“We engaged the National Center for Faculty Development and Diversity (NCFDD) to provide support for the writing goals of faculty and graduate students. Recent efforts also include the implementation of Student Success Coaching in University College,” Alexander said via email. “This has proven to increase students’ GPA and overall success when students participate in at least two coaching appointments during the year.”
Another more significant initiative to help foster inclusivity on campus is the Faculty Mentorship Program (FMP), a collaboration between Disability Services and faculty members that connects new students with disabilities with a faculty mentor in their major. According to Alexander, this program continues to receive national attention, with 31 new students matched with mentors this year, bringing the total served to 602 in its 15 years of existence.
Student involvement is also crucial to Ball State's commitment to diversity and inclusion. According to Willard, the Student Anti-Racism and Intersectionality Advisory Council and various leadership advisory councils and affinity groups actively build awareness and foster a sense of community.
An integral aspect of Ball State's commitment to diversity and inclusion is measuring the impact and progress of these initiatives and efforts that have been executed.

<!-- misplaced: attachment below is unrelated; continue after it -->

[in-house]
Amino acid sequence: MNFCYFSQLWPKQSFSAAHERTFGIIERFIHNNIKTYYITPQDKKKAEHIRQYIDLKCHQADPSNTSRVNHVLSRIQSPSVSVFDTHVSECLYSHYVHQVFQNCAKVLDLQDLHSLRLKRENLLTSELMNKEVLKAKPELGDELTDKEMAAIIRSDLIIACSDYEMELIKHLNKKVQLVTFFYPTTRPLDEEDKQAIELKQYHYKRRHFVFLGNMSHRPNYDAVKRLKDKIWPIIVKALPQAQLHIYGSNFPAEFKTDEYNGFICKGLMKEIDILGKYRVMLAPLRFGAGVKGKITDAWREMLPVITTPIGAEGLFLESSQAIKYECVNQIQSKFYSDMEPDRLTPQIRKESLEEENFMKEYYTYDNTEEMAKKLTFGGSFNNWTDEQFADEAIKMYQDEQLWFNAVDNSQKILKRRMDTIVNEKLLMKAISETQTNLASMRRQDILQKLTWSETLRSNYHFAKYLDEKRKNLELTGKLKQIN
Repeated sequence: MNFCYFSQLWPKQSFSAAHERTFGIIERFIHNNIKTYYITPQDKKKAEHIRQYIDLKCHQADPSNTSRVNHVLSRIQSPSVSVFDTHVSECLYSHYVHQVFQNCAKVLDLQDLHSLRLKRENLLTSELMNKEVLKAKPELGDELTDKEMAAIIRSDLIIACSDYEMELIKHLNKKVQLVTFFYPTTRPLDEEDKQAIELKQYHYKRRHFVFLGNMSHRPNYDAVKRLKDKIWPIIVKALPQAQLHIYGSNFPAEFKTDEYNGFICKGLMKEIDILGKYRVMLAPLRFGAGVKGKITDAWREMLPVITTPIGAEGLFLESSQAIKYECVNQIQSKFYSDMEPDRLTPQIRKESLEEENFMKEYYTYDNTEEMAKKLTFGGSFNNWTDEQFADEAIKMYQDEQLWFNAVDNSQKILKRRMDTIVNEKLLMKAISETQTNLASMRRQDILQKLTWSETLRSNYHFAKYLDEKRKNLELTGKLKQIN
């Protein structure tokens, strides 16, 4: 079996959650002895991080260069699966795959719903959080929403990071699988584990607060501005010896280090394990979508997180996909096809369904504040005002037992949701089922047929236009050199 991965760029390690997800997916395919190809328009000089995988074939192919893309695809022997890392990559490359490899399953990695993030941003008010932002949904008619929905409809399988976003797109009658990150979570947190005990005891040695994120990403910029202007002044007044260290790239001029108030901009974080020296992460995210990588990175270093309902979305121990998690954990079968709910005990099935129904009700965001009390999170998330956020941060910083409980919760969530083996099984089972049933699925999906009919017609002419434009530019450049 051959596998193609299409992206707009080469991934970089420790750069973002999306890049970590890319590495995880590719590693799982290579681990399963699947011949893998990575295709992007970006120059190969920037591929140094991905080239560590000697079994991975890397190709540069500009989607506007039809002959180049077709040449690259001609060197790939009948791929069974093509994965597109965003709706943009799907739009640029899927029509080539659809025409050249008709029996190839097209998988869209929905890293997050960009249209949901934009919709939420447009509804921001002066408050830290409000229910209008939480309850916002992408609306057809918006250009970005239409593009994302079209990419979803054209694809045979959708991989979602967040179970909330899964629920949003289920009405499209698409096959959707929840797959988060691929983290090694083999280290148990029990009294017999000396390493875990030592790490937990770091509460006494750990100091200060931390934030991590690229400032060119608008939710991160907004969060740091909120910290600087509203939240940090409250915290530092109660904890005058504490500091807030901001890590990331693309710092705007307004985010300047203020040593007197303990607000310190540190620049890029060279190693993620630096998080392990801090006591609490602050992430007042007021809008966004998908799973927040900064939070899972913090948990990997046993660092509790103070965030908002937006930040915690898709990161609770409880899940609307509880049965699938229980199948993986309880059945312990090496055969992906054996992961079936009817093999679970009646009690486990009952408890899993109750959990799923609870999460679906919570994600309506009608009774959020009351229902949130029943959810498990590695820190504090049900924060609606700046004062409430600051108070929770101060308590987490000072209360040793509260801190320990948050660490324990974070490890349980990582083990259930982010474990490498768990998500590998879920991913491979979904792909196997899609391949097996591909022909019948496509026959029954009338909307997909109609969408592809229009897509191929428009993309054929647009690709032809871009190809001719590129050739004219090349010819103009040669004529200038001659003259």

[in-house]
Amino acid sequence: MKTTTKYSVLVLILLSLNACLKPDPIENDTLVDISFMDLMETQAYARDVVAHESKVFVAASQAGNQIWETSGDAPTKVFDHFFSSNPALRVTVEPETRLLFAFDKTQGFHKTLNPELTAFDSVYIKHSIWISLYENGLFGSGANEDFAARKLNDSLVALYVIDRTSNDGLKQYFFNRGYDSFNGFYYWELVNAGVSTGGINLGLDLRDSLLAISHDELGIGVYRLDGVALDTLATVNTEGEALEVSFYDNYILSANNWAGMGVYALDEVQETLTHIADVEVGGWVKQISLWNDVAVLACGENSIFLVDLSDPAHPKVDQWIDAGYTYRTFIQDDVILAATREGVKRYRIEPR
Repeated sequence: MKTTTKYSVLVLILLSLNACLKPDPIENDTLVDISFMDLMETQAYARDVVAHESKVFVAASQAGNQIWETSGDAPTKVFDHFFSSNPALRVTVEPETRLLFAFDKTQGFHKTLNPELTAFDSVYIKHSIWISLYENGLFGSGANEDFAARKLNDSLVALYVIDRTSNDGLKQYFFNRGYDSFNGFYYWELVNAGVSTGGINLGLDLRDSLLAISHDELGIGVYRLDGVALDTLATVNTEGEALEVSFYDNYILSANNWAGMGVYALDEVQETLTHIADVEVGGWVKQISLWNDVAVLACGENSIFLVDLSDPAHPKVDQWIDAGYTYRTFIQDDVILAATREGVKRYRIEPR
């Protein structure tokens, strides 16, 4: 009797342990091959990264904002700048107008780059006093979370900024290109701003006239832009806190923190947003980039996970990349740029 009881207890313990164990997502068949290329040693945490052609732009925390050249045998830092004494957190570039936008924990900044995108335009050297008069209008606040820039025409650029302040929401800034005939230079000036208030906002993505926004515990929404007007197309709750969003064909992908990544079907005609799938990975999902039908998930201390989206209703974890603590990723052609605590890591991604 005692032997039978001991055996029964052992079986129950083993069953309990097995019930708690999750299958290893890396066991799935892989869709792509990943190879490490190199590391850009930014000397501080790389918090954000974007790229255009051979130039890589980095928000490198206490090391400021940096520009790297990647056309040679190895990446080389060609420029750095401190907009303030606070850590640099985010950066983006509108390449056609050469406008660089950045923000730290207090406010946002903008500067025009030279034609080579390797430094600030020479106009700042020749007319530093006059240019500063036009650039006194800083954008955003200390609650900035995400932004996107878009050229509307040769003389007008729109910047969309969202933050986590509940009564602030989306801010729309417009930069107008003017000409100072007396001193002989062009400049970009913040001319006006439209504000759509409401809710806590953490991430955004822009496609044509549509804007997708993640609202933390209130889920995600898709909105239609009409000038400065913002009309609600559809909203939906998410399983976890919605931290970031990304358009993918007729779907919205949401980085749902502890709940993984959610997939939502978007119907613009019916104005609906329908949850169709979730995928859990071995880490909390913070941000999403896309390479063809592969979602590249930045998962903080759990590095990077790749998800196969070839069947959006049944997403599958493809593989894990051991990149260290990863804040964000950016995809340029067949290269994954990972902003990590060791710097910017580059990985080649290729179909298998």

According to Alexander, the Office of the Chief Strategy Officer prioritizes this by describing Priorities for Action (PFAs) aligned with Ball State’s institutional Strategic Plan. These PFAs include specific action steps, success metrics, and individual responsibilities
“Each unit provides a description of how they intend to measure their success and impact for each PFA, they identify the individual(s) who are responsible for advancing each PFA and the results and accomplishments achieved annually,” Alexander said via email. “These results and metrics are shared with university leadership on an annual basis.”
In addressing challenges, Willard emphasized pushing through potential barriers, ensuring all community members feel a sense of belonging and inclusion.